Western Australia's labour force continued to grow in the three months to May 2006, with the number of employed persons (trend) rising by 4,600 (0.4%), including 2,200 full-time workers. As at May 2006, there were 1,065,700 persons employed in the state's labour force, with 752,800 (70.6%) employed full-time. The number of unemployed persons (trend) in Western Australia fell strongly, down by 3,600 (8.0%) in the three months to May 2006. The sharp decline in unemployed persons in the state has seen the unemployment rate drop from 4.1% in February 2006 to a record low of 3.7% in May 2006 - well below the 5.0% rate of unemployment across the nation.
State final demand
The expansion of Western Australia's domestic economy slowed for the first time in a year, with growth in State Final Demand (trend chain volume measures) decelerating to 2.7% in the March quarter 2006, from 3.0% in the previous quarter. Despite the deceleration, growth in Western Australia (2.7%) remained well above the national average of 0.9% during the quarter and was much higher than the second ranked state or territory (Queensland) with 1.9%. The slowdown in Western Australia can partly be attributed to the impact of Tropical Cyclones Clare and Glenda on crude oil production and mining-related exports from the north-west of the state. The cyclones are also expected to have a negative effect on economic growth in the June quarter 2006.
STATE FINAL DEMAND, Chain volume measures - Change from previous quarter
In seasonally adjusted chain volume terms, growth in Western Australia's State Final Demand slowed to 1.7% in the March quarter 2006, from a high of 4.7% in the previous quarter - a much greater deceleration than in the trend series. The deceleration was mainly attributable to lower business investment on New engineering construction (down $75 million or 4.1%) during the quarter, mainly due to decreased expenditure on a large nickel project in the state and the completion of a major power station. The decline follows very strong growth of 33.1% in the previous quarter, as a result of expansions made in alumina refining capacity. Investment on Alterations and additions to dwellings (down $39 million or 6.2%) and Intangible fixed assets (down $23 million or 5.9%) also fell during the quarter. The falls in expenditure on Intangible fixed assets were mainly in computer software, and mineral and petroleum exploration due to the impact of Tropical Cyclones Clare and Glenda. Offsetting these declines were increases in business investment on Machinery and equipment (up $385 million or 12.7%) and Household final consumption expenditure (up $91 million or 0.7%), mainly on Food and Rents and other dwelling services.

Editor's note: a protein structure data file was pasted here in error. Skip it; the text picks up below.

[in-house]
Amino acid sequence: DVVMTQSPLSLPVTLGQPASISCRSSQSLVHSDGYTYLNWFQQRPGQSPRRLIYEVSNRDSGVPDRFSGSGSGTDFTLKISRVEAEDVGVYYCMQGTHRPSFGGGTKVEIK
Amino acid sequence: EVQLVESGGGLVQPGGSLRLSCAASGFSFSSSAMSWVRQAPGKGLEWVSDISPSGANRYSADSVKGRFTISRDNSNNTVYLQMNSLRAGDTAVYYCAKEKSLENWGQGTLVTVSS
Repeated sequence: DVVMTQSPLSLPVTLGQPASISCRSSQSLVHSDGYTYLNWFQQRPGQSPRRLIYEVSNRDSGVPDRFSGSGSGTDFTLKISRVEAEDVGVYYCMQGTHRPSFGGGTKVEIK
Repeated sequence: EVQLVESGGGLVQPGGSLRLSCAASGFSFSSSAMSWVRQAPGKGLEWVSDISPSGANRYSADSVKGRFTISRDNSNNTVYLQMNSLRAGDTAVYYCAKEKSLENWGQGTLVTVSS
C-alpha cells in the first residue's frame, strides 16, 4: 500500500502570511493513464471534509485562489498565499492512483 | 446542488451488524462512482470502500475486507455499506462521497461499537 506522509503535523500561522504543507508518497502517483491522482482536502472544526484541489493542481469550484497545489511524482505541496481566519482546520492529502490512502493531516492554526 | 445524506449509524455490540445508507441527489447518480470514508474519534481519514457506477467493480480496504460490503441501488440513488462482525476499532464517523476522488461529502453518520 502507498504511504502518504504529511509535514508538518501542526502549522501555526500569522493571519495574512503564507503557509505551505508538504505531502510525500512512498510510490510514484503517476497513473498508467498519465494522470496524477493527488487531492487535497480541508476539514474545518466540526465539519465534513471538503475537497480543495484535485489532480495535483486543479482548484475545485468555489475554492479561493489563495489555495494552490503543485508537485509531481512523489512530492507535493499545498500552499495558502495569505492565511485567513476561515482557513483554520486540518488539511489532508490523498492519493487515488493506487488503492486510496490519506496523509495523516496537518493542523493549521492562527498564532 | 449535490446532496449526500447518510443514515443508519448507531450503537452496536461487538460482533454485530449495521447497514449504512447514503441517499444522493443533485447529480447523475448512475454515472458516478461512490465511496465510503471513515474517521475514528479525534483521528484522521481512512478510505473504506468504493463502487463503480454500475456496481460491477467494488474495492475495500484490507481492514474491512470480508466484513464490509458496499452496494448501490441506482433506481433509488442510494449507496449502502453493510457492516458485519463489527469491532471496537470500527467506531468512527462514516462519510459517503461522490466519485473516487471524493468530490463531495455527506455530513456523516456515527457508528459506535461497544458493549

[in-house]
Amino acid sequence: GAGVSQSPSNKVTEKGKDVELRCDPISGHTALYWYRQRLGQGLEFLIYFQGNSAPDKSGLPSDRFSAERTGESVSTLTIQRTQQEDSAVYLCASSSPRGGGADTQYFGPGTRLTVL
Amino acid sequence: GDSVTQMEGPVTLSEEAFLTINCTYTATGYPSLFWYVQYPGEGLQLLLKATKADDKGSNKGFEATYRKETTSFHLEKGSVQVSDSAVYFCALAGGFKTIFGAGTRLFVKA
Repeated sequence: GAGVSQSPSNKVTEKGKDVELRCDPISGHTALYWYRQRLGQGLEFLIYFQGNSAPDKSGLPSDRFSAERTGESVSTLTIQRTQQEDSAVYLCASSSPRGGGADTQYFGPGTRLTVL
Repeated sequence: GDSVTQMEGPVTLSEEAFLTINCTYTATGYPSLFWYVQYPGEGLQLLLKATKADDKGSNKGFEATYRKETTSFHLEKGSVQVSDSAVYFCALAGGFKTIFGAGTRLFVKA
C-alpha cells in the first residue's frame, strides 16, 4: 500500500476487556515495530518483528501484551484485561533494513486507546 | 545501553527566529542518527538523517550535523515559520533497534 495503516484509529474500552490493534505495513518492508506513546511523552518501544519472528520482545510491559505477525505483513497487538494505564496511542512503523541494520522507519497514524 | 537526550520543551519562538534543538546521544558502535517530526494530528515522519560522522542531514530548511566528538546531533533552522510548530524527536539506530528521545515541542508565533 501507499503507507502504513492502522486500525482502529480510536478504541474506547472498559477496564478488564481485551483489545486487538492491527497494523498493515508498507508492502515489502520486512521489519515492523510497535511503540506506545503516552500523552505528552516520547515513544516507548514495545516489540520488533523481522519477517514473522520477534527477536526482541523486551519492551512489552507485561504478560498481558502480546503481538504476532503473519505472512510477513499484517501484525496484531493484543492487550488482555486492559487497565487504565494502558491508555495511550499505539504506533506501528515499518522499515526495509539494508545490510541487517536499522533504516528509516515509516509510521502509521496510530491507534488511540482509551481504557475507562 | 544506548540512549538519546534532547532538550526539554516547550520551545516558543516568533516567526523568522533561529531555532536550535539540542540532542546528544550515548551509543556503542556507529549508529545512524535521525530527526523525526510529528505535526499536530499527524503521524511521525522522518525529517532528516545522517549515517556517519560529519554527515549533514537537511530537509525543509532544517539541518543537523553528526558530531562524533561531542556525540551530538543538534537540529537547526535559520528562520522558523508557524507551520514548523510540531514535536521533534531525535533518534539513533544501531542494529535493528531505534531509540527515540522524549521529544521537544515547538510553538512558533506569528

Consumer Price Index
Perth's Consumer Price Index (CPI) rose by 1.0% in the March quarter 2006, slightly higher than the national increase of 0.9%. The main contributor to Perth's CPI growth was Housing, which increased by 1.9% during the quarter, almost entirely due to the rising costs of house purchase - including the price of new homes (excluding land) and major improvements to existing homes, as well as fixed appliances such as hot water systems, dishwashers, etc..
Other major contributors to Perth's CPI growth over the quarter were Transport (up 1.2%), Health (up 3.1%) and Education (up 6.0%). Transport prices rose mainly due to increased motor vehicle prices, as fewer incentives and bonuses were offered during the period. Health prices increased mainly due to rising pharmaceutical prices, while the increase in Education prices coincided with the commencement of the new school year. Pharmaceutical and education costs tend to rise more sharply in the first quarter of each calendar year than in other quarters.
CONSUMER PRICE INDEX (ALL GROUPS), Change from same quarter previous year
Through the year to March quarter 2006, Perth's CPI grew by 4.2%, much higher than the 3.0% growth recorded nationally. The higher result for Perth was largely due to an 8.7% increase in Housing, more than double the national average of 3.3%, largely attributable to a 15.2% increase in new house purchase prices in Perth through the year. Despite national CPI growth remaining well below the rise in Perth, it has now reached the top of the Reserve Bank of Australia's (RBA) target range for inflation of 3.0%, which influenced a decision by the RBA to increase official interest rates by 25 basis points to 5.75% in May 2006.